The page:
I’m fifteen and I just scored the winning goal for interform football on the school astroturf. I’m patted on the back and cheered as I leave the astroturf and enter the P.E building. One of the girls from the Lake District hallway catches me as I reach the door to the boy’s changing rooms. She’s walking in a clique and somehow manages to seamlessly weave together the news of my sports victory and the size of my dick into a sentence that makes the rest of her group laugh. One of the girls bites her lip. I smile at her even though I feel a forming dune. Their laughter trails off into the corridor’s event horizon.

The girl from the Lake District has been talking about my dick for years now. Whenever she jokes, I go toe-to-toe with the urge to mock her acne. Even though it only seems like mild rosacea, I know it’s a sore spot for her because she wears so much make-up that it makes the collar on all her clothes look like they’ve been dusted with icing sugar. I’ve also realised that the aggressiveness of her jokes are directly proportional to the size of her audience. The bigger the crowd, the more outrageous the comment. But whenever we find ourselves alone, she doesn’t mention my dick at all. She laughs at all my jokes and blushes and stumbles awkwardly through basic conversation.

I do not know if she likes me or is scared of me.

I push and I’m the same.

I’m sitting in a park on a Friday night. It’s a few weeks later. The girl who bit her lip is burrowing into my neck like she’s trying to find a home there. In the distance, teenagers are drinking, smoking, and smashing bottles on the pavement. A few boys have gathered in a circle to drop a sixteen over grime instrumentals. She pulls the cord on the waist of my
tracksuit bottoms as we sit in the secluded sanctum of a children’s climbing frame. She reaches in, delves for a moment and gasps. She giggles. “So, it’s true,” she says.

I smirk and I am younger.

I linger in the boy’s changing room with darting eyes. The sharp sound of flesh being slapped rings from behind me, followed by a chorus of laughter. I turn around and one of the boys is sitting shirtless with a red, hand-shaped mark seared into his pale skin. He cradles his chest, hisses, and rocks too and fro.
The commotion is a perfect opening.
I quickly pull my sports shorts down, grab the trousers closest to my rucksack and feed one leg in followed by the other. The trousers seem short at the bottom and I struggle to zip them up. As I fumble, the boy whose school belongings are next to mine starts to sift through his cluttered pile of clothes. He finally turns to me and says, “I think you’re wearing my trousers.” I sigh. The thought of leaving myself exposed again terrifies me. I take off the boy’s trousers and one of the Lake District boys smells my fear. He looks at me and beckons others. Before long, there’s a mini commotion of whistles, cheers and laughs. I move to put one leg into my own pair of trousers as quickly, desperately hoping that my dick doesn’t slip down the side of my leg and out of my boxers. It doesn’t. I feel myself on the home-stretch as the boys continue to make noises behind me. As I move to slide my second leg into my trousers, with the nectar of victory feeling positively within my grasp, I realise that in my haste, I’ve put my trousers on back to front.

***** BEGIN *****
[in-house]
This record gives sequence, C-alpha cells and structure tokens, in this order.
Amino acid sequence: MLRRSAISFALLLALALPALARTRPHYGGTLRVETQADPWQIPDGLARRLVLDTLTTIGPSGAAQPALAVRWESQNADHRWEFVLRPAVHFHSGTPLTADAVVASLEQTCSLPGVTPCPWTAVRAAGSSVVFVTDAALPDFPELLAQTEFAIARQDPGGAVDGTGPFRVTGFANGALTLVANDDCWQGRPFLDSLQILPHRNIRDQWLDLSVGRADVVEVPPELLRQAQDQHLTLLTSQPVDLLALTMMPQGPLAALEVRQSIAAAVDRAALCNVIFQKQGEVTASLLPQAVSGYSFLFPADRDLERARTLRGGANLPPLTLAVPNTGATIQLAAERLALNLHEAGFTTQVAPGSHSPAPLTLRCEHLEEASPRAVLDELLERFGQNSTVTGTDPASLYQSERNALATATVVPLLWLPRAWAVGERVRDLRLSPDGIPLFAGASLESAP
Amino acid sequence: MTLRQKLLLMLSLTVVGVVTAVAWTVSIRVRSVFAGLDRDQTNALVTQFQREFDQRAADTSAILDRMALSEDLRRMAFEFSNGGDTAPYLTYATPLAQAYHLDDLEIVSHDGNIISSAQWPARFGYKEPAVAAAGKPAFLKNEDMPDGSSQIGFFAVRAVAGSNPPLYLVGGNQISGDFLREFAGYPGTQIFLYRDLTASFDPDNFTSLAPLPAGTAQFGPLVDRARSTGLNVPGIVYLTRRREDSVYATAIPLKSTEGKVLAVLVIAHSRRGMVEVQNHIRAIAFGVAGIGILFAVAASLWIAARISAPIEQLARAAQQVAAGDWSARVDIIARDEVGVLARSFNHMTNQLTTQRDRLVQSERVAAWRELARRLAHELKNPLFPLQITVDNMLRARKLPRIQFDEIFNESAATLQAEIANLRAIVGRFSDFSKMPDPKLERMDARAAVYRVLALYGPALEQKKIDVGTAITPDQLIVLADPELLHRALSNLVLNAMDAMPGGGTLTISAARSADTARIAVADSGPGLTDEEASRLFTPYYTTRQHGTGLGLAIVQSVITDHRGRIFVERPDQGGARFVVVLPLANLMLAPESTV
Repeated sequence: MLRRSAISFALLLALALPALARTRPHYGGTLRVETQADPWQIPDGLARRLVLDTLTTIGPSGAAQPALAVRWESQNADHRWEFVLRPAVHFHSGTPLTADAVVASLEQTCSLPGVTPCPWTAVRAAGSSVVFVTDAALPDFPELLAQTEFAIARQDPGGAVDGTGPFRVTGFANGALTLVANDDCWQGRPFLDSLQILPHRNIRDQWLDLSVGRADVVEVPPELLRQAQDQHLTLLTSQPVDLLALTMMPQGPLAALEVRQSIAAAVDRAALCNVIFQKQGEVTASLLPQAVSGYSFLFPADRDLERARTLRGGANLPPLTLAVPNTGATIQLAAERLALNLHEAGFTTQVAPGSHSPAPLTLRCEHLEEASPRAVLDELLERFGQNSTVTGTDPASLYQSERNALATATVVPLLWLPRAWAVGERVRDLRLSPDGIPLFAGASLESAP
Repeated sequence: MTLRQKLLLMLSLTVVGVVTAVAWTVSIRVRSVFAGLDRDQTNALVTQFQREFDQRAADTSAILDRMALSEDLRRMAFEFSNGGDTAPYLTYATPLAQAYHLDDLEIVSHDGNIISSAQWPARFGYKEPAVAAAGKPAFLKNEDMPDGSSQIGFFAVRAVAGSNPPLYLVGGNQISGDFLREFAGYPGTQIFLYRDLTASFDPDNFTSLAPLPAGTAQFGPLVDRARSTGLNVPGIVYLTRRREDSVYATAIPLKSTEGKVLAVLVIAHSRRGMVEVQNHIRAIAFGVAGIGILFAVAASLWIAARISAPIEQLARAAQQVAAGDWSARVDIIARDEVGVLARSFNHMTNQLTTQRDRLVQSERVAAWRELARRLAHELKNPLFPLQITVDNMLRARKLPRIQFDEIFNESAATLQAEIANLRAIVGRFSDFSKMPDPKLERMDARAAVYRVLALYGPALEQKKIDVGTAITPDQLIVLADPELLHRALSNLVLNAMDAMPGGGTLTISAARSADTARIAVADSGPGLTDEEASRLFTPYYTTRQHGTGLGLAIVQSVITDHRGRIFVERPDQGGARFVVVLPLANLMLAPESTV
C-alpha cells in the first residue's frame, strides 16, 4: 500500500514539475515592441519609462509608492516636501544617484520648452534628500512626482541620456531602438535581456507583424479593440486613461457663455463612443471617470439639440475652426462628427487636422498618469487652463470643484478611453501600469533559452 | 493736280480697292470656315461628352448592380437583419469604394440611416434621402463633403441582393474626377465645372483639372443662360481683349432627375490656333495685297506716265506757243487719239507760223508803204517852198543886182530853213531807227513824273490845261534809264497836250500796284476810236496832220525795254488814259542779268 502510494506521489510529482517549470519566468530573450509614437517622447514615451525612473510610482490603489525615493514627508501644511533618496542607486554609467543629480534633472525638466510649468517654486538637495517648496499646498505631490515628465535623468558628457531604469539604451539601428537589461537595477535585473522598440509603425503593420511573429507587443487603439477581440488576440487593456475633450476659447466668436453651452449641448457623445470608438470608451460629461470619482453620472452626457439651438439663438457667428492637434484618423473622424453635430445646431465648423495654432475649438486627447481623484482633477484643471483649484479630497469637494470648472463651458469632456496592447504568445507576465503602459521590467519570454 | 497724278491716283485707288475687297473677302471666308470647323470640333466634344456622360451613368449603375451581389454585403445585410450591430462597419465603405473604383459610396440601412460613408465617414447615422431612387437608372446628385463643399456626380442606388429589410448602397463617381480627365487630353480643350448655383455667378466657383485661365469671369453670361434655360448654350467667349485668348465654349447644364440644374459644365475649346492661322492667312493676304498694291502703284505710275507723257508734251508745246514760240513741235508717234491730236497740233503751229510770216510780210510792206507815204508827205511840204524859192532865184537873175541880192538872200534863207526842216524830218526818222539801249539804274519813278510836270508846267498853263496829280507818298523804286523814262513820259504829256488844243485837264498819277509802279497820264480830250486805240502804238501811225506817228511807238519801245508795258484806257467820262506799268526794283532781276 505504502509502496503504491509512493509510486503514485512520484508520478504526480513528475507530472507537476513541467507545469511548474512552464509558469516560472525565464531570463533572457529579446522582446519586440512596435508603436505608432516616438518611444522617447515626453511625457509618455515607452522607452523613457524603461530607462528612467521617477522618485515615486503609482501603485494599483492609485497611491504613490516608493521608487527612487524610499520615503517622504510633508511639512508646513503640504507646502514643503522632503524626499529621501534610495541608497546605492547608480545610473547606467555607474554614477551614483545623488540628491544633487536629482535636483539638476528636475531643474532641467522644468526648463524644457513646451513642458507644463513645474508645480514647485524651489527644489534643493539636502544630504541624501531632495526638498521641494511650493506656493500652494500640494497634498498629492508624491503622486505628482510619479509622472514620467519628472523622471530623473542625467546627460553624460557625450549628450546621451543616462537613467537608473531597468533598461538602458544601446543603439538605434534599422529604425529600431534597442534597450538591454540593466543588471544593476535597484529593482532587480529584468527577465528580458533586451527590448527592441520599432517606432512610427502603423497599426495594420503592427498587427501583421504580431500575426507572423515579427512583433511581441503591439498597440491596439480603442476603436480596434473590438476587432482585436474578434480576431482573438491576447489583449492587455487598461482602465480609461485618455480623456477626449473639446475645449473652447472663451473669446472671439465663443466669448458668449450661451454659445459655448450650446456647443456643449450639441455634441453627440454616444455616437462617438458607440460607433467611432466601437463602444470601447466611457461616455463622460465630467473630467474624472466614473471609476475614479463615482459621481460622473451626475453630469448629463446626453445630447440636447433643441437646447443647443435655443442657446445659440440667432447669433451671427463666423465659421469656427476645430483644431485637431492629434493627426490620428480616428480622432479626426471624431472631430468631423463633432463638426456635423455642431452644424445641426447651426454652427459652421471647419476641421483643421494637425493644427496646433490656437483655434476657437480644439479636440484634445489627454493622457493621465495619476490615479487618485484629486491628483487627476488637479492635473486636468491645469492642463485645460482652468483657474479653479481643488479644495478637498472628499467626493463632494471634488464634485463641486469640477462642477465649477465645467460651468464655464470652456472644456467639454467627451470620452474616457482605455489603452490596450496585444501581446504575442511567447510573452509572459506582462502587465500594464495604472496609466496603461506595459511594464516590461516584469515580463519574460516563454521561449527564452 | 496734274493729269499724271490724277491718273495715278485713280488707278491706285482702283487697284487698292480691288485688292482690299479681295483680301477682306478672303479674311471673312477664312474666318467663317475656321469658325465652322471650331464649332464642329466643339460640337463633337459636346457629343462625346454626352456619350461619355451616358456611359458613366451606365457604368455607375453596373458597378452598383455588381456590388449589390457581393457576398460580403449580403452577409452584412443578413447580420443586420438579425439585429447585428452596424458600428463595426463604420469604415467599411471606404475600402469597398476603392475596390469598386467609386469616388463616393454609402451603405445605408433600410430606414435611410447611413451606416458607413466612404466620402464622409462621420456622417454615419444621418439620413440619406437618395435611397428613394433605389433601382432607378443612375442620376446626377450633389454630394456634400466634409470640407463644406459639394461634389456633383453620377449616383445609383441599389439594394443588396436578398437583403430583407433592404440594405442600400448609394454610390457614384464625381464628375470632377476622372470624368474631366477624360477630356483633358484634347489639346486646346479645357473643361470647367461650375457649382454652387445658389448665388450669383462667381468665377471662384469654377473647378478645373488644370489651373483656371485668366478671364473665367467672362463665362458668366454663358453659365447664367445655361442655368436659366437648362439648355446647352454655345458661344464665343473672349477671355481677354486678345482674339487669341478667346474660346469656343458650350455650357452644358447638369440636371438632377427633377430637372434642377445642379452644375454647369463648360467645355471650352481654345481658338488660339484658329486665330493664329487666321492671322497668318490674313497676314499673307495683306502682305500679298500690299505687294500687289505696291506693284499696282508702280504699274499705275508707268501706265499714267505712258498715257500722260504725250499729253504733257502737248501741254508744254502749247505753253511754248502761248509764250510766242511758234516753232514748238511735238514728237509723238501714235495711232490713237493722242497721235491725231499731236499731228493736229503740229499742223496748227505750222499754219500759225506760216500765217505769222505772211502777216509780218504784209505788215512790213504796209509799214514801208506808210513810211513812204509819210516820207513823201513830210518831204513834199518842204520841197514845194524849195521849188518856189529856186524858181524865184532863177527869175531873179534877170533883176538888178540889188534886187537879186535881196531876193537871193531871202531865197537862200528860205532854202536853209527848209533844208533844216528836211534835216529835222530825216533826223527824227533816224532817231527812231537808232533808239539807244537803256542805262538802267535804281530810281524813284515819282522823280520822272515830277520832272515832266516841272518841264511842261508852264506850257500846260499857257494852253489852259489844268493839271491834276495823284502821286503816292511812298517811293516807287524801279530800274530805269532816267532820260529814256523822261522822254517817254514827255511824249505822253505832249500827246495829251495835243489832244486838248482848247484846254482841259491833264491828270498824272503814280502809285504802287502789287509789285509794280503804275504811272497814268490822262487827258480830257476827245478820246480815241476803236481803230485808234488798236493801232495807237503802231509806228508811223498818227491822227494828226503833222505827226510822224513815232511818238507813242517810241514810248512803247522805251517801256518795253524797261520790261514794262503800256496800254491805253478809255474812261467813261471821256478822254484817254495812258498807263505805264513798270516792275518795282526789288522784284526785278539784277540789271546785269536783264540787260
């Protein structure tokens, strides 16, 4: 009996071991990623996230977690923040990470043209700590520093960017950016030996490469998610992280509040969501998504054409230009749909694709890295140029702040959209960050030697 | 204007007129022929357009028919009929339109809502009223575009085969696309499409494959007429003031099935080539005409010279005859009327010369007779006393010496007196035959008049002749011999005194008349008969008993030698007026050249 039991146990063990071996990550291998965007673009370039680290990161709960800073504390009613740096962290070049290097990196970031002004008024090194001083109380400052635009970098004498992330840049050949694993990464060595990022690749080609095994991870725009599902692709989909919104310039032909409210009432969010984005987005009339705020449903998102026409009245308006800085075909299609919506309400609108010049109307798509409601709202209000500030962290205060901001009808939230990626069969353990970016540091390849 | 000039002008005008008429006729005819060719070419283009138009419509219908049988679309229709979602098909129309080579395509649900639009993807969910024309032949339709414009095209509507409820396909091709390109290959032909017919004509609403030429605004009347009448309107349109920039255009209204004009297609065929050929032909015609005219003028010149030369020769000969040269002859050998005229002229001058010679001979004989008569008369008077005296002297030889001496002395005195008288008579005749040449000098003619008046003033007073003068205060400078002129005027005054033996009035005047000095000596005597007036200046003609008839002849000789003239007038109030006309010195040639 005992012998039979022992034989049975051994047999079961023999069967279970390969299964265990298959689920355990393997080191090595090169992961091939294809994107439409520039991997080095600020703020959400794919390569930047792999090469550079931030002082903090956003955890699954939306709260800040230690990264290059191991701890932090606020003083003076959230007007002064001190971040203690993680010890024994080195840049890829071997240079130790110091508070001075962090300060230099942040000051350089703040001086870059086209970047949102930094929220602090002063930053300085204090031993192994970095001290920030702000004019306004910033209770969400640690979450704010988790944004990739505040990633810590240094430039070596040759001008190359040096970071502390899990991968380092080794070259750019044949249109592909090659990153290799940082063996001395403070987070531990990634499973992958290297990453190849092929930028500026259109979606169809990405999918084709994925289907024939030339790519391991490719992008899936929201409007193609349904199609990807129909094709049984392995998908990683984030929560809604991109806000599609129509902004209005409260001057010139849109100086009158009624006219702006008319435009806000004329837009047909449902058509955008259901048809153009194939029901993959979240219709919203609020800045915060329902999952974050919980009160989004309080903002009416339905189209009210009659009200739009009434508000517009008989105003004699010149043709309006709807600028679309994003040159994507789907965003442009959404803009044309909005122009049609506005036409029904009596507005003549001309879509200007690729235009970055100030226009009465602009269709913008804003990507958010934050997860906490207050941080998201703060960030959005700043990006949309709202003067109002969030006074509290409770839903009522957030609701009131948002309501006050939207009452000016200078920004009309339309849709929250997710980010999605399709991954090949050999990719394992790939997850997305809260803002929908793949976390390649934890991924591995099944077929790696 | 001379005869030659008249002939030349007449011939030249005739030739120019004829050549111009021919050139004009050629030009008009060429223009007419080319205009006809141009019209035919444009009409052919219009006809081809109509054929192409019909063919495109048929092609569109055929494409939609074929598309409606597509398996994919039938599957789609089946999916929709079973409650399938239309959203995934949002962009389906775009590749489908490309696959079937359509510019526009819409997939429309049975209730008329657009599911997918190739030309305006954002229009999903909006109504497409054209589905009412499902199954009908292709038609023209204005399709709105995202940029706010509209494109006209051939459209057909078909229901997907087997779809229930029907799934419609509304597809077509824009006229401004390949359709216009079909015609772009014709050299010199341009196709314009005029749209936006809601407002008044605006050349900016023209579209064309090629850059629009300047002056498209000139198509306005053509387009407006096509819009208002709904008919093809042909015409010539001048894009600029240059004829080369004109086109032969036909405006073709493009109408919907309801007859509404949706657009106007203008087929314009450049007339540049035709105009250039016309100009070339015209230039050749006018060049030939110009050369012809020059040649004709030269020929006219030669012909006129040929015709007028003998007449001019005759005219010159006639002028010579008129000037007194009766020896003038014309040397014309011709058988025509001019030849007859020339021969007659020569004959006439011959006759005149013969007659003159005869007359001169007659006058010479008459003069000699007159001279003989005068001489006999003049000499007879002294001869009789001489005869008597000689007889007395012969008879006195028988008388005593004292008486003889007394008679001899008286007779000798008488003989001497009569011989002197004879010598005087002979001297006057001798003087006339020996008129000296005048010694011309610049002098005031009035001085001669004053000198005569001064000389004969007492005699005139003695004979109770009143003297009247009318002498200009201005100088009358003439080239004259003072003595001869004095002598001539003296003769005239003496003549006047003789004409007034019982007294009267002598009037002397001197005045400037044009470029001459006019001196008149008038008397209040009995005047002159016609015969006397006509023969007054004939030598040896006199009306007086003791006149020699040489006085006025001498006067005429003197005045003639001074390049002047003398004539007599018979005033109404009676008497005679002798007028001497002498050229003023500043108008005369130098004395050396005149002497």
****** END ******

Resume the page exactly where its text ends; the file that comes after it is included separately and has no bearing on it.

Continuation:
I sigh and I am older.

I’m pulled into the bathroom of a sixth form house party. A Kings of Lyon song gallops through the walls. The red-checkered shirt, tan chinos and Micheal Cera obsession is my “not like other Blacks” uniform and this girl with brilliant blue eyes who barely ever speaks to me when we’re in the common room starts to undo my shirt buttons.

She kisses me and I mistake her haste for passion. Her mouth fills mine with saliva that faintly tastes of mixed fruit cider.

She’s been flirting with me all night via the revolutionary method of seduction that is stealing my hat and sitting on my lap. It’s a fedora and I’m not attracted to her. But the impressed nods that’ve been broadcast to me by indie friends, all because she’s been intermittently using my thighs as her throne, make me think I should be attracted to her.

The attraction I ought to have is why I followed her to the bathroom. It compels me to watch her now, as she takes off her clothes. Over the next five minutes, it will lead me to feign excitement and pretend to climax due to the aggressiveness of her motions thinning the skin of my knees as they rub against the damp, linoleum floor.
We will return to barely speaking to each other again and I will question whether any of it
even happened.

But right now, the attraction that I ought to have tells me to watch.

I look and I am younger.

I am sixteen and sitting with a group of friends in the cafeteria. The girl who always jokes about my dick is with us. Lately, she’s been commenting on my “chocolateness”. I no longer find it funny and my patience has calcified towards her. Eventually and inevitably, she makes a joke about my dick. I roar past insulting her acne.
“You know, you talk about my dick so fucking much for someone who ain’t trying to fuck it.”